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Integration start for new research satellite at Astrium

One of the greatest challenges to be met by man in the coming years is to understand and contain global climate change.

This also includes investigation into whether and to what extent the ice masses are changing at the Earth poles. This question will be answered by Cryosat-2, a new research satellite being developed and built by Europe’s largest space company Astrium for the European space agency ESA. First hardware components have arrived in recent days at the Astrium satellite centre in Friedrichshafen, thus enabling the start of the mechanical integration of CryoSat-2. The satellite is expected to commence its space activities in March 2009.
Scientists assume that the polar ice masses will retreat considerably due to global warming; up to now, however, there is little selective data on these large, unpopulated and difficult-to-access polar regions. The radar satellite CryoSat-2 will remedy this information deficit and provide a global overview for researchers.
For at least three and a half years, CryoSat-2 will measure the thickness of sea-ice and changes at the land-ice margins with a precision previously unattained. The radar satellite data will help to pin down the connection between the melting of the polar ice and the rise in sea levels.
The first CryoSat was completed by Astrium in 2005. But because of a technical launcher defect, the satellite plunged into the Arctic Ocean during the launch attempt in October 2005. A few months later, ESA decided to build the satellite again. the design and configuration of CryoSat-2 are mainly based on CryoSat-1. Nevertheless, as many as 85 modifications are implemented in CryoSat-2.
Polar ice as a climate factor
Polar ice plays a key role in regulating the global climate. Despite being thousands of kilometres away from the most inhabited areas, the ice has a profound effect on the climate in Europe, Asia and the Americas. Three aspects are most important:
Firstly, the polar ice reflects a large portion of the sun‘s light. As polar ice melts, less sunlight is reflected, leading to the polar regions becoming warmer. Consequently, more ice begins to melt and the reflective capacity is further reduced. This could result in a self-accelerating cycle of global warming.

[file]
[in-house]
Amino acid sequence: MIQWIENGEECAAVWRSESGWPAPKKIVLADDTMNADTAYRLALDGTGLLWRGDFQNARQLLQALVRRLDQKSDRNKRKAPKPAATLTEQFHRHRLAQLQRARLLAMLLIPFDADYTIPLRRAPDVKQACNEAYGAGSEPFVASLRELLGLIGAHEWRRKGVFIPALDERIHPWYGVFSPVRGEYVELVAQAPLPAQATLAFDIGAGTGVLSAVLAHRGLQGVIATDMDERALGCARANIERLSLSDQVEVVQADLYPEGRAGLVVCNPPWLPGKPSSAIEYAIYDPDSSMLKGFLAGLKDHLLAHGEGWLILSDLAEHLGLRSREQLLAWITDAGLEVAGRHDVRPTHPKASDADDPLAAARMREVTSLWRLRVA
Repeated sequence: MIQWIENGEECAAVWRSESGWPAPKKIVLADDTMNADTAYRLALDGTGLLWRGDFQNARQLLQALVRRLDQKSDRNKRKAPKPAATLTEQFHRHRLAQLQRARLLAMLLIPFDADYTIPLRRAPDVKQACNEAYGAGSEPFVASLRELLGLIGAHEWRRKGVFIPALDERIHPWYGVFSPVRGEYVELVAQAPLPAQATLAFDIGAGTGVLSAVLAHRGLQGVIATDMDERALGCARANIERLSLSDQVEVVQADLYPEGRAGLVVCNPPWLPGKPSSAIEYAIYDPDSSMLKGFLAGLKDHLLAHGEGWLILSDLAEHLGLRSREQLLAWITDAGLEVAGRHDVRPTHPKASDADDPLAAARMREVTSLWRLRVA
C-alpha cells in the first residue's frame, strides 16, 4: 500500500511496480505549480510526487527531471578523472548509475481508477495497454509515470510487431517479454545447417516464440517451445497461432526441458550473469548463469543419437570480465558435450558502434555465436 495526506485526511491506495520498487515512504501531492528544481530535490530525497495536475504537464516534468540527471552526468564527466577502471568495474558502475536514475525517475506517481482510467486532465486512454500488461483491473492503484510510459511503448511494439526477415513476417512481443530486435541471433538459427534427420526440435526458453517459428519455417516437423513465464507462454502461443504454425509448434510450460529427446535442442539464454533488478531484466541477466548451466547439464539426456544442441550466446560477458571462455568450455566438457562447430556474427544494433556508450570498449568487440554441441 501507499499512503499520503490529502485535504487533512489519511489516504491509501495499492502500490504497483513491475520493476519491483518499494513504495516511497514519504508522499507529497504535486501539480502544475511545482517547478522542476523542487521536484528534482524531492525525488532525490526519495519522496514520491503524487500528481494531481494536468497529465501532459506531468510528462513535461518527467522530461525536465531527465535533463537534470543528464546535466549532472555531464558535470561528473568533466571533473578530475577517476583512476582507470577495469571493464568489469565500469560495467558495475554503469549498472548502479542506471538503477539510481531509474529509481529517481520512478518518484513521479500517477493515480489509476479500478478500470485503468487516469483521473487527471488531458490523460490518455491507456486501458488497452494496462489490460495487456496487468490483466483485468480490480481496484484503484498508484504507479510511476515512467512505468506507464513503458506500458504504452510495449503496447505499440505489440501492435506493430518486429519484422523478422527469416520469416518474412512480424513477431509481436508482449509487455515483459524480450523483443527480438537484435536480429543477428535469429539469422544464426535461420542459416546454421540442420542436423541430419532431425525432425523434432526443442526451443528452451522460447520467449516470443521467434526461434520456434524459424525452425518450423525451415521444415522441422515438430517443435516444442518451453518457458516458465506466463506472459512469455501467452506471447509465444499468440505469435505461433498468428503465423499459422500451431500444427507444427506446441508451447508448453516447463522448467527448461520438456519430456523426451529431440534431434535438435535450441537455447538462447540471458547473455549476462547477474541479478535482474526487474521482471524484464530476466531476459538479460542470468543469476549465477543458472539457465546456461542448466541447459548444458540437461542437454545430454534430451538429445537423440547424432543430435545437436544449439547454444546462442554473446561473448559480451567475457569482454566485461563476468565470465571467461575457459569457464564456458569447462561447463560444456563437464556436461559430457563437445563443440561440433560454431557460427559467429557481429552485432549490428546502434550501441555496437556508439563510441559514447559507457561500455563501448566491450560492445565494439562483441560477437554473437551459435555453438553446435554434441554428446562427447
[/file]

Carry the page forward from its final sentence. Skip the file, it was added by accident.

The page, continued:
Secondly, open water radiates a large quantity of heat during the night. Thick sea-ice has a negative effect on this. To a certain extent, it acts as a thermal blanket and therefore plays a significant part in regulating the heat balance of the Earth.
Thirdly, melting polar ice can greatly affect the ocean currents with unforeseen consequences for the climate. They act as giant heat pumps, distributing the energy stored in the oceans around the globe. The best known example is the Gulf Stream, which transports warm water from the tropical latitudes across the Atlantic to northern Europe.
Radar provides more detailed views of ice
CryoSat-2 will circle the Earth in a polar orbit at an altitude of 720 kilometres. The special on-board radar instrument will provide data to determine the thickness and circumference of the polar ice sheets and sea-ice cover. Earlier radar satellites, such as the European ERS 1 and 2 or Envisat, are only equipped with a single antenna which enables them to gather information about uniform ice surfaces over a large area. CryoSat-2, on the other hand, has two antennas. Similar to the way in which humans, with two eyes, can see in 3-D, CryoSat‘s double radar will be able to scan the surface very precisely. This is called radar interferometry.
With this system, an average accuracy of one to three centimetres can be reached. Thus it can also collect data on non-homogeneous ice structures with very steep sides in the polar seas, glaciers or ice sheets. CryoSat-2‘s radar altimeter works day or night and can also penetrate clouds. Therefore, it is particularly suited to the research of the large polar ice sheets, which rise up to 4,000 metres above sea level and which are often covered by clouds. The data from the CryoSat mission will provide information about the rate of change of these huge ice sheets.

Astrium and CryoSat-2
Astrium, as the prime contractor for CryoSat-2, is responsible for a consortium of around 25 companies. Astrium in Friedrichshafen is building the satellite platform and integrating all instruments. Ultimately, Astrium is responsible to ESA for the reliability of the whole satellite. The industrial contract is valued at approximately €75 million.
Astrium, a wholly owned subsidiary of EADS, is dedicated to providing civil and defence space systems and services. In 2006, Astrium had a turnover of €3.2 billion and 11,000 employees in France, Germany, the United Kingdom, Spain and the Netherlands. Its three main areas of activity are: the business units Astrium Space Transportation for launchers and orbital infrastructure and Astrium Satellites for spacecraft and ground segment, and its wholly owned subsidiary Astrium Services for the development and delivery of satellite services.
EADS is a global leader in aerospace, defence and related services. In 2006, EADS generated revenues of €39.4 billion and employed a workforce of more than 116, 000.
Media Contact:
Mathias Pikelj
+49 (0) 7545 8 91 23
Cryosat-2 Figures
720 kg
4.6 x
2.34 x
2.2 m

altimeter (SIRAL)

receiver (DORIS)

trackers (3)
1 to
3 cm
300 m
75 million euros
least 3,5 years
720 km altitude,
degrees inclination
launch date:
15, 2009
(Source EADS Astrium)